4 Ways to Know It’s Time to Quit Your PR Job

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Despite the fluctuations in the U.S. employment rate, there is constant job churn in the PR field. Some PR managers move to the competition for a better price and more responsibility, while others want to move from the client side to the agency side, or vice versa. And then there are those cases where the job is just not the right fit and you have to move on.

You know when you got a good thing going work-wise. You’re in charge of the PR team and have a solid digital strategy. You keep getting promoted. The C-suite relies on your counsel. Your seat at the table is secure.

But what about when things aren’t going well and you get the sense that it may be time to quit your job? Here are four ways to know it's time to consider finding other employment:

> You have lost the ability to communicate with your supervisors. You have tried to remedy the situation, to no avail. If you no longer have a rapport with the person who hired you to begin with—and the relationship has started to deteriorate—it’s probably time to consider your options.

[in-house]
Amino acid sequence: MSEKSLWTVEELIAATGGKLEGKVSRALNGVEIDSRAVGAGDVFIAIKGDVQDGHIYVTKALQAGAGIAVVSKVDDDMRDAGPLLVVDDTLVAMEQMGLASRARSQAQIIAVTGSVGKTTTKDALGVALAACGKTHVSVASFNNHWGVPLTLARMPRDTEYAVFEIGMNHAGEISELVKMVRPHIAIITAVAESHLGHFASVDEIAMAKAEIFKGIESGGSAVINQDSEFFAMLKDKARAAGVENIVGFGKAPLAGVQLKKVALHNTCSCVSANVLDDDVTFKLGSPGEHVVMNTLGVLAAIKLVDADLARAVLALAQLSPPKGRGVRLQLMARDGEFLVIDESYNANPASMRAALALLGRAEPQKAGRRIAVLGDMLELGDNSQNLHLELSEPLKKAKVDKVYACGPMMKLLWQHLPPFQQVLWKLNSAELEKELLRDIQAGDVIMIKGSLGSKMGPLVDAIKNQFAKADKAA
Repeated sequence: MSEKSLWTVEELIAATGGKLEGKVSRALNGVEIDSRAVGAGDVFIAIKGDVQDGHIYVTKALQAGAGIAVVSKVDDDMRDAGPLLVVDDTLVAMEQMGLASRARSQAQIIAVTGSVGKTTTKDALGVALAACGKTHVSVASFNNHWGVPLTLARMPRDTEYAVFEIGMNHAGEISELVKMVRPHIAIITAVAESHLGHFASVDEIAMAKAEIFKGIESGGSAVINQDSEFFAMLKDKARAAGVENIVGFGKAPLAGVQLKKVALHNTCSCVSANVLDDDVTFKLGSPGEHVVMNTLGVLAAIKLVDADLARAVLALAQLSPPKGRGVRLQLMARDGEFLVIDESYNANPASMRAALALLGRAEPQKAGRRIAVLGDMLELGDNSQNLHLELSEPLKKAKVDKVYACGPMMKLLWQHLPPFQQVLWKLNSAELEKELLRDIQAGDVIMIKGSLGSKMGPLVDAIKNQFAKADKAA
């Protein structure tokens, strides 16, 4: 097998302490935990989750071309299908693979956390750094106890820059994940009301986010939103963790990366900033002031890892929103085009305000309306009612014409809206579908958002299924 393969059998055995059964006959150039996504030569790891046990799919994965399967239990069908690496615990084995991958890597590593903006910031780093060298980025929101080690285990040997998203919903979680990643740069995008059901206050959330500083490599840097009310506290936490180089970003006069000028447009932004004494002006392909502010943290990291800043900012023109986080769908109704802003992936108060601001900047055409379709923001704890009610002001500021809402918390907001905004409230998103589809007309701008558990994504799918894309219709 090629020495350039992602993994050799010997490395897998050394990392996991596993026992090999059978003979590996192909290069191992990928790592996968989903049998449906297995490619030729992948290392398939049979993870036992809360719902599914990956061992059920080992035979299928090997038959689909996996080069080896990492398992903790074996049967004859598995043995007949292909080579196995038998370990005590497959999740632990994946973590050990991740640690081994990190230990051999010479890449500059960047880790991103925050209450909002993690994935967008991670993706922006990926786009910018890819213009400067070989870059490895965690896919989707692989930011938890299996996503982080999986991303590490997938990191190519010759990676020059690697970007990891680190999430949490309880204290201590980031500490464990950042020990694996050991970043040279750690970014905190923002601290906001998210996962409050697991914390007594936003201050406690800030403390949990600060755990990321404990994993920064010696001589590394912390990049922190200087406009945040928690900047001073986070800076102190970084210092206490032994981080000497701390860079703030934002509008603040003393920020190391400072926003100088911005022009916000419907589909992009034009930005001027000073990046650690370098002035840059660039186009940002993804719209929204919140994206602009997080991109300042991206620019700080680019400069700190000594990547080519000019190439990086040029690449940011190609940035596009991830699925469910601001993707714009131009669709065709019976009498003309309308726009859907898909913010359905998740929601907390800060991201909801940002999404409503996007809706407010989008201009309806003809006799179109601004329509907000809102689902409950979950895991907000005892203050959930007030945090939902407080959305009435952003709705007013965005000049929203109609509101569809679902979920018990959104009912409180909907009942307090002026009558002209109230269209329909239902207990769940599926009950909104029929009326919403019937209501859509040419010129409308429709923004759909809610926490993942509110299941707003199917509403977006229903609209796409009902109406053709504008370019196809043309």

> You are not getting adequate training in new media skills. The media universe is constantly expanding. As a communicator, you should be getting training for online video and other visual forms of communication, not to mention how to message via the multitude of social platforms that are now available. These skills are increasingly vital to showing the value of PR. If you’re current employer isn’t providing the training in these areas, you need to find another one that will.

> Your company continues to suffer from a lousy reputation. Sure, you’ve been with the company for a while and you have had some success. But the brand has fallen on hard times and the C-suite isn’t making the necessary investments to keep up with all the dramatic changes in media and marketing. As a PR manager, you have your reputation to protect. If the company or organization is fumbling around and there’s too much inertia to contend with, you should probably look elsewhere.

> You haven’t been promoted (or gotten a raise) since President Obama initially took office. If you’re still operating on the same salary now compared with several years ago, the writing is on the wall. You need to take your PR skills to another company or organization that will appreciate them. We understand how difficult that can be. Finding a new job is a job in itself, but, otherwise, you risk getting stuck in a dead-end environment and letting your skills stagnate.

What would you add to the list?

Follow Matthew Schwartz on Twitter: @mpsjourno1